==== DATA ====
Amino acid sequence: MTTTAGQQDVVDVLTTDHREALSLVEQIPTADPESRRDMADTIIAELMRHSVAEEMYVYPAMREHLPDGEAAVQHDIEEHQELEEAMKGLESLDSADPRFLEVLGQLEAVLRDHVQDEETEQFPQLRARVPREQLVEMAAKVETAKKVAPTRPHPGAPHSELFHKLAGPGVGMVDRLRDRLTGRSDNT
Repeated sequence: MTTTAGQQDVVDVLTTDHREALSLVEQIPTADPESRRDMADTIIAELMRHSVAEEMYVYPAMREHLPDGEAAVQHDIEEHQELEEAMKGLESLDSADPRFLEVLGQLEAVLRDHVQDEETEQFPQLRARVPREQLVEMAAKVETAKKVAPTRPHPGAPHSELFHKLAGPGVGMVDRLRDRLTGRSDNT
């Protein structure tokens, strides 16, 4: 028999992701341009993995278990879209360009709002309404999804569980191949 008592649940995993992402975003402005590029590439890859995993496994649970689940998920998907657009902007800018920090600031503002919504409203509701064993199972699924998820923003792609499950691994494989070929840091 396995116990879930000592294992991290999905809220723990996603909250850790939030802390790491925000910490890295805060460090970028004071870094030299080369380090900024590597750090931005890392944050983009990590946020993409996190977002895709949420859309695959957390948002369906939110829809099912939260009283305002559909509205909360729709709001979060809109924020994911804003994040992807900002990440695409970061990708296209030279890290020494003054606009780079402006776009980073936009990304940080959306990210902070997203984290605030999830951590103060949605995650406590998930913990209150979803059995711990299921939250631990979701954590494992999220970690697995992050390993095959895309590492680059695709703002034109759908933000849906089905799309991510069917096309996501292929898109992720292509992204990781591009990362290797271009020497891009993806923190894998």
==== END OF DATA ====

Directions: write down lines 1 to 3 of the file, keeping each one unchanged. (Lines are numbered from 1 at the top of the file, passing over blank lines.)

Amino acid sequence: MTTTAGQQDVVDVLTTDHREALSLVEQIPTADPESRRDMADTIIAELMRHSVAEEMYVYPAMREHLPDGEAAVQHDIEEHQELEEAMKGLESLDSADPRFLEVLGQLEAVLRDHVQDEETEQFPQLRARVPREQLVEMAAKVETAKKVAPTRPHPGAPHSELFHKLAGPGVGMVDRLRDRLTGRSDNT
Repeated sequence: MTTTAGQQDVVDVLTTDHREALSLVEQIPTADPESRRDMADTIIAELMRHSVAEEMYVYPAMREHLPDGEAAVQHDIEEHQELEEAMKGLESLDSADPRFLEVLGQLEAVLRDHVQDEETEQFPQLRARVPREQLVEMAAKVETAKKVAPTRPHPGAPHSELFHKLAGPGVGMVDRLRDRLTGRSDNT
């Protein structure tokens, strides 16, 4: 028999992701341009993995278990879209360009709002309404999804569980191949 008592649940995993992402975003402005590029590439890859995993496994649970689940998920998907657009902007800018920090600031503002919504409203509701064993199972699924998820923003792609499950691994494989070929840091 396995116990879930000592294992991290999905809220723990996603909250850790939030802390790491925000910490890295805060460090970028004071870094030299080369380090900024590597750090931005890392944050983009990590946020993409996190977002895709949420859309695959957390948002369906939110829809099912939260009283305002559909509205909360729709709001979060809109924020994911804003994040992807900002990440695409970061990708296209030279890290020494003054606009780079402006776009980073936009990304940080959306990210902070997203984290605030999830951590103060949605995650406590998930913990209150979803059995711990299921939250631990979701954590494992999220970690697995992050390993095959895309590492680059695709703002034109759908933000849906089905799309991510069917096309996501292929898109992720292509992204990781591009990362290797271009020497891009993806923190894998």